General practitioners' participation in cancer treatment in Norway
Introduction: General practitioners (GPs) participate in a patient’s cancer care to different extents at different times, from prevention and diagnosis to treatment and end-of-life care. Traditionally, the GP has had a minor role in cancer treatment. However, oncological and surgical services frequently delegate limited cancer treatment tasks to GPs, especially in rural areas far from hospitals. The aim of this study was to explore the extent of GPs’ participation in cancer treatment in Norway.
Methods: This study was an observational questionnaire study. In 2007, the chief municipal medical officer in all 93 municipalities in North Norway and a 25% random sample (85 municipalities) in South Norway was asked to identify up to five GPs who had recently participated in local treatment of cancer patients, and to forward a patient questionnaire to them.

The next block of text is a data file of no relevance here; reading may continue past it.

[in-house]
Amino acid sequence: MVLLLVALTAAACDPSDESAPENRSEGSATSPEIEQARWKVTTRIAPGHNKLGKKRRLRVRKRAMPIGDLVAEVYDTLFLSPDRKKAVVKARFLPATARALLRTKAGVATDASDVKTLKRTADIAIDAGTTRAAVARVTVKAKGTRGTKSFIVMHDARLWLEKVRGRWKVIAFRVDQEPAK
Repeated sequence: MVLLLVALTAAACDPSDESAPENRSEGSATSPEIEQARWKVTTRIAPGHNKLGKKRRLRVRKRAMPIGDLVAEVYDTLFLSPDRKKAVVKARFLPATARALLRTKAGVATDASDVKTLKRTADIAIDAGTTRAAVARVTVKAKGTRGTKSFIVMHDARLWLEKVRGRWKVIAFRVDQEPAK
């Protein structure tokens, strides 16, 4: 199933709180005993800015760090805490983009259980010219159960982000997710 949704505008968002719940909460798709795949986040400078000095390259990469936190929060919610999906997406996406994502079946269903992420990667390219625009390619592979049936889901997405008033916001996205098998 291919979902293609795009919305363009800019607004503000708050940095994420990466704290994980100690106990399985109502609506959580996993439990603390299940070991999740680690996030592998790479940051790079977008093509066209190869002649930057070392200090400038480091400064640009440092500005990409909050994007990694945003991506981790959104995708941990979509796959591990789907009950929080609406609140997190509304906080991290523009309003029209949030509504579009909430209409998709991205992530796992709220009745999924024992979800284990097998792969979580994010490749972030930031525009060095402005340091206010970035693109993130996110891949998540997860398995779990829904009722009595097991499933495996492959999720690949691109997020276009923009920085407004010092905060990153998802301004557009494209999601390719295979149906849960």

Results: Seventy-eight GPs in 49 municipalities returned completed questionnaires for 118 patients, most of them with progressive disease and living in rural areas. All the GPs reported substantial participation in therapeutic tasks for this select group of patients. Not counting palliative treatment, 64% of the GPs participated in cancer treatment either directly, or indirectly through referrals. Twenty patients received chemotherapy; they belonged to no particular diagnostic category. Eighty-eight percent of the GPs prescribed some kind of palliative medicine, such as analgesic, antiemetic, anxiolytic or antidepressant. Morphine was prescribed equally often by GPs and hospitals. Eighty-one percent of GPs reported having had a thorough conversation with the patient about the patient’s condition and circumstances.
Conclusion: In this group of GPs, participation rates were high for most of the therapeutic and communicative tasks suggested in the questionnaire. GP participation is feasible not only in palliative care, but also in some aspects of oncological treatment and in clinical follow-up. Communication with both patient and hospital seemed good in this local setting. GPs are important helpers for some cancer patients.